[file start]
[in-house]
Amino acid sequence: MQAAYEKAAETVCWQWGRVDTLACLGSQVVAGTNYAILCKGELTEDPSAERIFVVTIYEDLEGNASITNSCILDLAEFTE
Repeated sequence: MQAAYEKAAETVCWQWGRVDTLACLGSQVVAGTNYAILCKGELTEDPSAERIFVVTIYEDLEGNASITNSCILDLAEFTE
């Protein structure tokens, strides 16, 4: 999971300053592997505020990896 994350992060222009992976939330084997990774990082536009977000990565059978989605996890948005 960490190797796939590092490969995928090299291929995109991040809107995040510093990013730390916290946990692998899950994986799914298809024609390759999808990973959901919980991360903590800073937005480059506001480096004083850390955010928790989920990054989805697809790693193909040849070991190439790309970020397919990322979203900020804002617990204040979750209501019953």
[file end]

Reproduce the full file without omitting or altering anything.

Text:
[in-house]
Amino acid sequence: MQAAYEKAAETVCWQWGRVDTLACLGSQVVAGTNYAILCKGELTEDPSAERIFVVTIYEDLEGNASITNSCILDLAEFTE
Repeated sequence: MQAAYEKAAETVCWQWGRVDTLACLGSQVVAGTNYAILCKGELTEDPSAERIFVVTIYEDLEGNASITNSCILDLAEFTE
């Protein structure tokens, strides 16, 4: 999971300053592997505020990896 994350992060222009992976939330084997990774990082536009977000990565059978989605996890948005 960490190797796939590092490969995928090299291929995109991040809107995040510093990013730390916290946990692998899950994986799914298809024609390759999808990973959901919980991360903590800073937005480059506001480096004083850390955010928790989920990054989805697809790693193909040849070991190439790309970020397919990322979203900020804002617990204040979750209501019953």